Last week, Rachel posted an entry talking about AndAlso and OrElse. Besides Integer and array bounds, this has got to be one of the most sensitive changes we made to the language in VB .NET 2002. So I thought I’d talk a little bit about it.
Prior to VB.NET, the VB language only had the And and Or operators. They were essentially bitwise operators, which means that they took their two operands and performed an AND or OR operation on each bit position to produce the resulting bit. So 3 Or 4 = 7, and 2 And 4 = 0. At the same time, the Boolean value True was considered to be equivalent to the value -1, which is just a 1 in each bit position. As a result, the bitwise operators behaved as if they were logical operators when working on Boolean values. So True And False = False, and True Or False = True. And if you mixed and matched Boolean and numeric values, things pretty much worked the way you’d expect them to. So True And 4 = 4, and 10 Or False = 10.
This all worked pretty well, and avoided the situation you have in languages like C where there are separate logical operators (|| &&) and bitwise operators (| &). However, there were some problems. The biggest was that it was not possible to support short-circuiting behaviors when doing logical AND and OR operations. Short circuiting is fantastically useful, especially when dealing with reference types. It is extremely common to want to write code along the lines of:
If (Not x Is Nothing) And (x.y = 10) Then
Without short circuiting, though, this code will throw an exception if x is Nothing, because both sides of the operation are always evaluated. (Having learned about the usefulness of short circuiting from other languages, this limitation bit me all the time when I was working in VB, and I even saw quite a few bugs like this created by people who knew nothing about short circuiting but just expected it to "do the right thing.")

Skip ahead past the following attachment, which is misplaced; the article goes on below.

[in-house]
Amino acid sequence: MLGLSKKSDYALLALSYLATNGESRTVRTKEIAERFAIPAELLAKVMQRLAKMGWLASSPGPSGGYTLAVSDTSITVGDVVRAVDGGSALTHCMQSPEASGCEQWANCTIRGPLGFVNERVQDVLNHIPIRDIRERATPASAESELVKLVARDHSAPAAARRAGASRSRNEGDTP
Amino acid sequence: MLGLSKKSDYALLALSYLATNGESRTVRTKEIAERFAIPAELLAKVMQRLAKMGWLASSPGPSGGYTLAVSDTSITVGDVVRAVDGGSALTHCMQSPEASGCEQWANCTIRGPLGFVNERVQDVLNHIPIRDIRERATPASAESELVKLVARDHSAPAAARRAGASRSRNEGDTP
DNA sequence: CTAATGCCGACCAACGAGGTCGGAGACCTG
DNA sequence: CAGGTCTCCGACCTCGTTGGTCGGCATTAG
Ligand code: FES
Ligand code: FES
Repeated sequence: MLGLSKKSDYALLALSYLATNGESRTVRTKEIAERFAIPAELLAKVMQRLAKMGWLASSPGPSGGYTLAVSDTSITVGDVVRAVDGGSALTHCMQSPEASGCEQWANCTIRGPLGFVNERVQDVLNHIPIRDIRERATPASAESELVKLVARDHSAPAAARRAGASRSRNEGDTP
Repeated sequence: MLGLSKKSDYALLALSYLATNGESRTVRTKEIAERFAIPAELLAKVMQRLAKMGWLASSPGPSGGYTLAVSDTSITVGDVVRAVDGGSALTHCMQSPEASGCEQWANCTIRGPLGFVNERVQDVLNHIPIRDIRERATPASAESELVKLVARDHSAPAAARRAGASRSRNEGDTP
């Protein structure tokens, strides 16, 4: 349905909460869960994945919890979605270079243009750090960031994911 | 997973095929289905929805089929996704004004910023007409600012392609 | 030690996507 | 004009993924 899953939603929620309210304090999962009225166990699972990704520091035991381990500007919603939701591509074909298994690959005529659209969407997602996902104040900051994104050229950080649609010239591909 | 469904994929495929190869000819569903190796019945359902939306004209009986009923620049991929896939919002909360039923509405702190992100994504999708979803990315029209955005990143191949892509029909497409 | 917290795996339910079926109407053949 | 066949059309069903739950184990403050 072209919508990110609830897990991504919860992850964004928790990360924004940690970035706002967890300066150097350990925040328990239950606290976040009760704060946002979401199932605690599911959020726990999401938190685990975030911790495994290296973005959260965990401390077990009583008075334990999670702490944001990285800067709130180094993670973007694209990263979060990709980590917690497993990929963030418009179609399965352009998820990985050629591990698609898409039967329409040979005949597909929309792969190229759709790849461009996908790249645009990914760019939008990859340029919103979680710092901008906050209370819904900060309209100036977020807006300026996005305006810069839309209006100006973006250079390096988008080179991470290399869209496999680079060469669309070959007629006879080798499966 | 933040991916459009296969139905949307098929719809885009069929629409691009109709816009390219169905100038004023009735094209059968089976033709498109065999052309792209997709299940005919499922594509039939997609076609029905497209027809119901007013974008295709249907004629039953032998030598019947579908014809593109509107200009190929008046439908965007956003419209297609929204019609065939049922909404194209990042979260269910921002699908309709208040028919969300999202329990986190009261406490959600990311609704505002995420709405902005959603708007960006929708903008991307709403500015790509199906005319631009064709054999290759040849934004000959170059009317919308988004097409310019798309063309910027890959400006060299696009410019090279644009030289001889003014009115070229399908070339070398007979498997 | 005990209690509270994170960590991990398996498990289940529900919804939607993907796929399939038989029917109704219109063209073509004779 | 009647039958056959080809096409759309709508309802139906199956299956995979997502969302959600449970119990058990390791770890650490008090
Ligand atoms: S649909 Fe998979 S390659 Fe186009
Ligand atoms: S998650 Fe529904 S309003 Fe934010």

One of the things we wanted to do in VB.NET, then, was add short circuiting logical operations. A way of doing it would have been just to have changed the meaning of And and Or if the two operands were typed as Boolean, but this seemed a very unacceptable solution. In general, it is very bad to overload two very different behaviors on top of the same keyword. In other words, without knowing what the result type of Foo() and Bar() were, it would be hard to know what the behavior of
If Foo() And Bar() Then
would be. Would Bar() always be evaluated or would it sometimes not be evaluated? Even worse, the behavior of the expression might change drastically by shifting the type of just one of the operands.
The only other alternative, then, was to introduce new operators. Our first thought was that logical operations are much more common than bitwise operations, so we should make And and Or be logical operators and add new bitwise operators named BitAnd, BitOr, BitXor and BitNot (the last two being for completeness). However, during one of the betas it became obvious that this was a pretty bad idea. A VB user who forgets that the new operators exist and uses And when he means BitAnd and Or when he means BitOr would get code that compiles but produces "bad" results. For example:
If 2 And 4 Then
Assuming Option Strict was off, this would produce the value True (or -1) instead of the value False (or 0), as it did in previous versions. Given that this would be a very easy error for programmers to make and it would have an effect that could be very hard to track down and understand, it seemed clear to us that changing the meaning of these operators would be untenable.
That left the option of adding new logical operators, and we spent a lot time thinking about potential new keywords. I think I’ll do a whole entry later just on the question of choosing new keywords, but suffice it to say that AndAlso and OrElse were the best choices, in our humble opinions. Ironically, we’re not even the first language to use those names in this way – the functional language ML has andalso and orelse operators, too. (I don’t think we were aware of that at the time we were choosing the keywords, although I could be wrong about that.)
People seem to enjoy poking fun at the keywords, but after working with them for a while, I think they work pretty well and were the right way to add the new feature to the language without breaking people in bizarre and unexpected ways. Then again, as always, I’m biased…
[Correction 09/15/03: Fixed small math error pointed out by Stuart, below.]